Rice and Spices

Find out about two of the main ingredients used in Indonesian cuisine...


Known across the world as the "Spice Islands", Indonesia's wet and volcanic Maluku island group historically produced mace, nutmeg, cloves and galangal for export and domestic use. Lemongrass, black pepper, turmeric, shallot, cinnamon, candlenut, coriander and tamarind were most likely introduced to the country from India while ginger, green onions and garlic came from China.

Spices, along with other imports such as soy sauce and chilli (from the Americas), have played a big role in shaping the country's culinary culture.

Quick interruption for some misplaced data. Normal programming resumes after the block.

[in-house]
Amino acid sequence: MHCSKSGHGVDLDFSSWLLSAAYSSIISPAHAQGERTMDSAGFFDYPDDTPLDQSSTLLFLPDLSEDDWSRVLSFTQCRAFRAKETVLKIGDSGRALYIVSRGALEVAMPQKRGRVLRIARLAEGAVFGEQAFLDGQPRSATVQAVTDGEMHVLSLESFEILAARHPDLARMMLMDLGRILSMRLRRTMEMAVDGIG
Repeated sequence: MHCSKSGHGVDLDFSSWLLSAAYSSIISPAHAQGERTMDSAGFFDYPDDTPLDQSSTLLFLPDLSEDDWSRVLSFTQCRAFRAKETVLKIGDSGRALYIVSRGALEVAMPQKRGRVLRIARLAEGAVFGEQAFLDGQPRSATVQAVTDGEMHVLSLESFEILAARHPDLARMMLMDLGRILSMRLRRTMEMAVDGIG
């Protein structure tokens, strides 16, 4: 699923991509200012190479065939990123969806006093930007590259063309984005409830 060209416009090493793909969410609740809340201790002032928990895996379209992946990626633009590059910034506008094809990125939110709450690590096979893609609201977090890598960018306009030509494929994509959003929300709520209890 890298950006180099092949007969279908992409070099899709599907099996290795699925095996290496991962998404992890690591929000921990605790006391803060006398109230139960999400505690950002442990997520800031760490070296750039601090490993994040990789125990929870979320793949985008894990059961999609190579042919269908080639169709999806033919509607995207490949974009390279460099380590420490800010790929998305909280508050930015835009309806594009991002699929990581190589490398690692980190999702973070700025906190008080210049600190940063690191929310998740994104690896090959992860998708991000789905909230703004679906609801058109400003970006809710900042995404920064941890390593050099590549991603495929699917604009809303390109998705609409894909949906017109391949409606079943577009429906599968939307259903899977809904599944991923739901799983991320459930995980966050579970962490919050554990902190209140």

Rice has formed the staple diet of the archipelago since around 2000BC where meals consisted of rice with fish, fruit and vegetables. Trade with the Chinese around this time saw tea, noodles, mustard and cabbage introduced to the area along with the Chinese method of stir-fry. Indonesia's national dish Nasi goreng (fried rice) is directly linked to Chinese influences.

Rice is a major part of the cuisine in the country and is often found in desserts and beverages. The two most common types of rice are nasi putih, which is a long-grained rice, and nasi ketan, glutinous rice, which is often used in making desserts, cakes and sweet snacks.